Some crack under the strain, others get ground up by the machinery of war, and the majority come away with a much more profound admiration for everybody who has stepped into the breach in defense of their country.


37 posted on 12/30/2005 8:44:16 AM PST by alloysteel (There is no substitute for success. None. Nobody remembers who was in second place.)
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To: FlatLandBeer

Enlisted in the Corps 2 days after my 17th birthday. Shipped out 6 months later. Most enlightening experience of my life by far. Got to travel around the world twice, met people and saw things I couldn't have dreamed of if I hadn't been there in person. That four years changed me in ways I simply cannot express in words. Thank God for the Marine Corps.


38 posted on 12/30/2005 8:47:12 AM PST by VRing
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To: FlatLandBeer

Graduated HS in June 71, two weeks later I was going through Army BCT at Fort Dix. Spent over 7 years active Army, got out went to college, got a commision with the AF and spent another 14 years on active duty. It's really surprising how fast those 20 some years on active duty went. Would do it again in a hearbeat.


39 posted on 12/30/2005 8:47:16 AM PST by Bruce Kurtz
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To: alloysteel
"the classification specialist put me in a foreign language school, definitely NOT a choice on my part."

Was that school in Californicate...to study Russian?

40 posted on 12/30/2005 8:47:57 AM PST by litehaus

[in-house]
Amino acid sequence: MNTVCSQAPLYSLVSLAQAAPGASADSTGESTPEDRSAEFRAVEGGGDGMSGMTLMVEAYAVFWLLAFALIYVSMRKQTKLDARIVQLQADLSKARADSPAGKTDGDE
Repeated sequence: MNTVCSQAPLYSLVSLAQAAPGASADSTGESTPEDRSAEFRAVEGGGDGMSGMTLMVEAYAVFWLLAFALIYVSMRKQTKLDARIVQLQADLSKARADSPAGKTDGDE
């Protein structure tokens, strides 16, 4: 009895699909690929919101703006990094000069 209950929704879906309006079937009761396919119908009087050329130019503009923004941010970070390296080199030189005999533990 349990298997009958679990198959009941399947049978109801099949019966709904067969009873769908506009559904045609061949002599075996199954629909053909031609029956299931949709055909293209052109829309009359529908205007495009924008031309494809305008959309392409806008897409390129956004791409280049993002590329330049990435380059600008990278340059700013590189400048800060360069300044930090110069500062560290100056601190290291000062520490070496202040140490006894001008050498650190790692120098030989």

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To: FlatLandBeer

I enlisted in the Air Force in 1971, at age 17.
I supported the war in Vietnam, but wasn't sent due to my skill code (nuke weapons).
My motivation was getting out of the house with 8 younger siblings.

No regrets, as I'm still in Aerospace.


41 posted on 12/30/2005 8:49:44 AM PST by G Larry (Only strict constructionists on the Supreme Court!)
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To: FlatLandBeer

Great thread!


42 posted on 12/30/2005 8:49:48 AM PST by Taxman (So that the beautiful pressure does not diminish!)
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To: 2banana
Don't be as dumb as me and at least have the army pay for college!

Worked for me. Thanks to the planets aligning on the day I took the ACT, and the fact that the applicant pool was greatly diminished due to Vietnam, I was awarded a 4 year Army ROTC scholarship.

What a great deal! I received a great education at virtually no cost: tuition, books, lab fees, etc. were all covered, plus a $100/month stipend (I think it's 200/month now).